Two other features in the character of Haman may be noticed. First, he shows energy and determination. He bribes the king to obtain the royal consent to his deadly design, bribes with an enormous present equal to the revenue of a kingdom, though Ahasuerus permits him to recoup himself by seizing the property of the proscribed nation. Then the murderous mandate goes forth, it is translated into every language of the subject peoples, it is carried to the remotest parts of the kingdom by the posts, the excellent organisation of which, under the Persian government, has become famous. Thus far everything is on a large scale, betokening a mind of resource and daring. But now turn to the sequel. "And the king and Haman sat down to drink." {Esther 3:15} It is a horrible picture-the king of Persia and his grand vizier at this crisis deliberately abandoning themselves to their national vice. The decree is out, it cannot be recalled-let it go and do its fell work. As for its authors they are drowning all thought of its effect on public opinion in the wine-cup; they are boozing together in a disgusting companionship of debauchery on the eve of a scene of wholesale bloodshed. This is what the glory of the Great King has come to. This is the anticlimax of his minister’s vanity at the moment of supreme success. After such an exhibition we need not be surprised at the abject humiliation, the terror of cowardice, the frantic effort to extort pity from a woman of the very race whose extermination he had plotted, manifested by Haman in the hour of his exposure at Esther’s banquet. Beneath all his braggart energy he is a weak man. In most cases self-indulgent, vain, and cruel people are essentially weak at heart.

Looking at the story of Haman from another point of view, we see how well it illustrates the confounding of evil devices and the punishment of their author in the drama of history. It is one of the most striking instances of what is called "poetic justice," the justice depicted by the poets, but not always seen in prosaic lives, the justice that is itself a poem because it makes a harmony of events. Haman is the typical example of the schemer who "falls into his own pit," of the villain who is "hoist on his own petard." Three times the same process occurs, to impress its lesson with threefold emphasis. We have it first in the most moderate form when Haman is forced to assist in bestowing on Mordecai the honours he has been coveting for himself, by leading the horse of the hated Jew in his triumphant procession through the city. The same lesson is impressed with tragic force when the grand vizier is condemned to be impaled on the stake erected by him in readiness for the man whom he has been compelled to honour. Lastly, the design of murdering the whole race to which Mordecai belongs is frustrated by the slaughter of those who sympathise with Haman’s attitude towards Israel-the "Hamanites," as they have been called. We rarely meet with such a complete reversal of fate, such a climax of vengeance. In considering the course of events here set forth we must distinguish between the old Jewish view of it and the significance of the process itself.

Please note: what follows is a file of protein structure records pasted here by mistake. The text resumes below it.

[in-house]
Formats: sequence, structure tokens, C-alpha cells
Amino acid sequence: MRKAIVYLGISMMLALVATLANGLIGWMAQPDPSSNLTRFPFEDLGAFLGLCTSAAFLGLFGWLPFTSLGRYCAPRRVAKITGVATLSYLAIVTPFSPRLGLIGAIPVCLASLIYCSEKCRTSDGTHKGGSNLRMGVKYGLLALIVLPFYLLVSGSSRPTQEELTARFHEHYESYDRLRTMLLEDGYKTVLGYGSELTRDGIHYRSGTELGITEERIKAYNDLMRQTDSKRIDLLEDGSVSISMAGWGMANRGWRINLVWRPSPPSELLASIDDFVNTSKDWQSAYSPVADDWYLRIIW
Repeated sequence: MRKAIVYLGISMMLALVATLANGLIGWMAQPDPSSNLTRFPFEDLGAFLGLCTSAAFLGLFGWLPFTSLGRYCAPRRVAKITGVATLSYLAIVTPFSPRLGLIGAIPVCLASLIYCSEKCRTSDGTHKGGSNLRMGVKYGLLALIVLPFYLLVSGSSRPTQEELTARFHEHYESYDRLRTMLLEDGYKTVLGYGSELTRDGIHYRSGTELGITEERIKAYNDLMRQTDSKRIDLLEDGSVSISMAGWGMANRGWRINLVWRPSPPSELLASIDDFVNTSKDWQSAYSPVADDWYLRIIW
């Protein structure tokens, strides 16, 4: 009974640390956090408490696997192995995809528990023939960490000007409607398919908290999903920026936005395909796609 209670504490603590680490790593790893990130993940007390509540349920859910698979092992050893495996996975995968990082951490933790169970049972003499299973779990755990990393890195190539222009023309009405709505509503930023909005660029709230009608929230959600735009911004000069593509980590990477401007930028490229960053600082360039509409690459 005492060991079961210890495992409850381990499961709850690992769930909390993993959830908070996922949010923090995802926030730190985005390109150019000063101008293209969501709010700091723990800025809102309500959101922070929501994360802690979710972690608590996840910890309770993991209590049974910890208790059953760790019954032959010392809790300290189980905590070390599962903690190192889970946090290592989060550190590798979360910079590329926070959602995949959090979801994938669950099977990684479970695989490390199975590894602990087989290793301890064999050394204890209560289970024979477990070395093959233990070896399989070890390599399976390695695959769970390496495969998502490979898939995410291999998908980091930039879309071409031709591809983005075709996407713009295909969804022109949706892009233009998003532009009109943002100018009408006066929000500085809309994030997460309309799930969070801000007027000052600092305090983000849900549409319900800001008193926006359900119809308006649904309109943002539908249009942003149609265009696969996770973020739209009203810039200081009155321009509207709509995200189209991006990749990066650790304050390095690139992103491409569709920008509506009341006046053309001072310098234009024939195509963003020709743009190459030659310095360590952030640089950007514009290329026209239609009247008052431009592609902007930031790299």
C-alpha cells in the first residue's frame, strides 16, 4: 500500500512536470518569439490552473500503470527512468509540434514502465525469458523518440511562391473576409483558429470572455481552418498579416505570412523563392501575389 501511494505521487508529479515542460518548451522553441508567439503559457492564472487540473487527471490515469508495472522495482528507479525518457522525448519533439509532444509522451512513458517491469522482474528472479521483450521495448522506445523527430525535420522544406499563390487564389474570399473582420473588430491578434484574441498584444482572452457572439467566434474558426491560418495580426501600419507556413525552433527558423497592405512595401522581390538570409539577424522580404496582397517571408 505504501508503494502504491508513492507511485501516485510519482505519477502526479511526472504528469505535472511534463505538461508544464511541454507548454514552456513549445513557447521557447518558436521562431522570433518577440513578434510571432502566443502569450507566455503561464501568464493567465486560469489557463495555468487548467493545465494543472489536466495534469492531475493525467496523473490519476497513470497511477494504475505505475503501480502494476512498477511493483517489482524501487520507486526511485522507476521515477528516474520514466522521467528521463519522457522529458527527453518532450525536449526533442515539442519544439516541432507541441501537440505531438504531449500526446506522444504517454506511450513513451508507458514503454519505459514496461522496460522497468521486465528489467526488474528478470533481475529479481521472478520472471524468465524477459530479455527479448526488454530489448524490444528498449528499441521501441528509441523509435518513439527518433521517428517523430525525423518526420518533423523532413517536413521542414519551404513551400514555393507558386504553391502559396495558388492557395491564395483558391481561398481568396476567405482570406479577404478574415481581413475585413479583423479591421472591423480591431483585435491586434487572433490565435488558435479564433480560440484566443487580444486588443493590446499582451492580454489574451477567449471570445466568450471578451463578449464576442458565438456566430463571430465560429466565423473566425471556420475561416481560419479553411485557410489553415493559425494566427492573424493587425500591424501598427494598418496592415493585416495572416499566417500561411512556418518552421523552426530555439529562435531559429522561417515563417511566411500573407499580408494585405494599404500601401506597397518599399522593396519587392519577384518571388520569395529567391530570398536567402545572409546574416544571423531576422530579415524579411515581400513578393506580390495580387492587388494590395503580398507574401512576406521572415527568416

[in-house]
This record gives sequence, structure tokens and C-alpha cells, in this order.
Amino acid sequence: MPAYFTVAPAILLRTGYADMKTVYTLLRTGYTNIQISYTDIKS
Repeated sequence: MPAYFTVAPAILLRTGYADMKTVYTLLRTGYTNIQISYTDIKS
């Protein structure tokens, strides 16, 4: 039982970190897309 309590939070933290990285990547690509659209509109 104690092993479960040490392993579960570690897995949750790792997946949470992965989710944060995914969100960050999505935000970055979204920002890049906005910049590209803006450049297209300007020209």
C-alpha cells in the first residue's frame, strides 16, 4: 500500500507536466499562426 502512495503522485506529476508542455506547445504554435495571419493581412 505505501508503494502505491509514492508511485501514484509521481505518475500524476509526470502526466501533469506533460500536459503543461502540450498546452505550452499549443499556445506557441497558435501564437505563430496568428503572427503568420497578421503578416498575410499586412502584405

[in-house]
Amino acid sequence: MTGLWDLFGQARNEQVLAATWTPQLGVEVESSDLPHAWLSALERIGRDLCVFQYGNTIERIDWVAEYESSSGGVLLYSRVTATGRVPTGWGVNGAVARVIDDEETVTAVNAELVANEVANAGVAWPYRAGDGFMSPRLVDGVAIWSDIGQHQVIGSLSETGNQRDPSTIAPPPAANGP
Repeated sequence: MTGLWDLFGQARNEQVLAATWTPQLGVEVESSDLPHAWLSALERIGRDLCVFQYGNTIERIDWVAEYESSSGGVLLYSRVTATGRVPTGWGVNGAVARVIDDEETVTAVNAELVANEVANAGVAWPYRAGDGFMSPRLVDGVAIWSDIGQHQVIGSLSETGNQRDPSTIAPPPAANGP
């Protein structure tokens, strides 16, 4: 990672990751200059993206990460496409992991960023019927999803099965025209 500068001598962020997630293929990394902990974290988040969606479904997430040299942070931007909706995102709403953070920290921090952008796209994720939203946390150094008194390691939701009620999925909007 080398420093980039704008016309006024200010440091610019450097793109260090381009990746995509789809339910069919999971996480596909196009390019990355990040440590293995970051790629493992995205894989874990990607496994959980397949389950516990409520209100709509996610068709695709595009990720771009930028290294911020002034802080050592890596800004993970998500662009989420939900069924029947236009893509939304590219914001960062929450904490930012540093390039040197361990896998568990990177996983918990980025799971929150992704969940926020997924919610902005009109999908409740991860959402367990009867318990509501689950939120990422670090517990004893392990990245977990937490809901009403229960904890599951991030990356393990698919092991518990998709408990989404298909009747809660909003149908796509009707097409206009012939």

The Jews were taught to look on all this with fierce, vindictive glee, and to see in it the prophecy of the like fate that was treasured up for their enemies in later times. This rage of the oppressed against their oppressors, this almost fiendish delight in the complete overthrow of the enemies of Israel, this total extinction of any sentiment of pity even for the helpless and innocent sufferers who are to share the fate of their guilty relatives-in a word, this utterly un-Christlike spirit of revenge, must be odious in our eyes. We cannot understand how good men could stand by with folded arms while they saw women and children tossed into the seething cauldron of vengeance, still less how they could themselves perpetrate the dreadful deed. But then we cannot understand that tragedy of history, the oppression of the Jews, and its deteriorating influence on its victims, nor the hard, cruel spirit of blank indifference to the sufferings of others that prevailed almost everywhere before Christ came to teach the world pity.

When we turn to the events themselves we must take another view of the situation. Here was a rough and sweeping, but still a complete and striking punishment of cruel wrong. The Jews expected this too frequently on earth. We have learnt that it is more often reserved for another world and a future state of existence. Yet sometimes we are startled to see how apt it can be even in this present life. The cruel man breeds foes by his very cruelty, he rouses his own executioners by the rage that he provokes in them. It is the same with respect to many other forms of evil. Thus vanity is punished by the humiliation it receives from those people who are irritated at its pretensions, it is the last failing that the world will readily forgive, partly perhaps because it offends the similar failing in other people. Then we see meanness chastised by the odium it excites, lying by the distrust it provokes, cowardice by the attacks it invites, coldness of heart by a corresponding indifference on the side of other people. The result is not always so neatly effected nor so visibly demonstrated as in the case of Haman, but the tendency is always present, because there is a Power that makes for righteousness presiding over society and inherent in the very constitution of nature.

Bibliographical Information
Nicoll, William R. "Commentary on Esther 3". "The Expositor's Bible Commentary". https://www.studylight.org/commentaries/eng/teb/esther-3.html.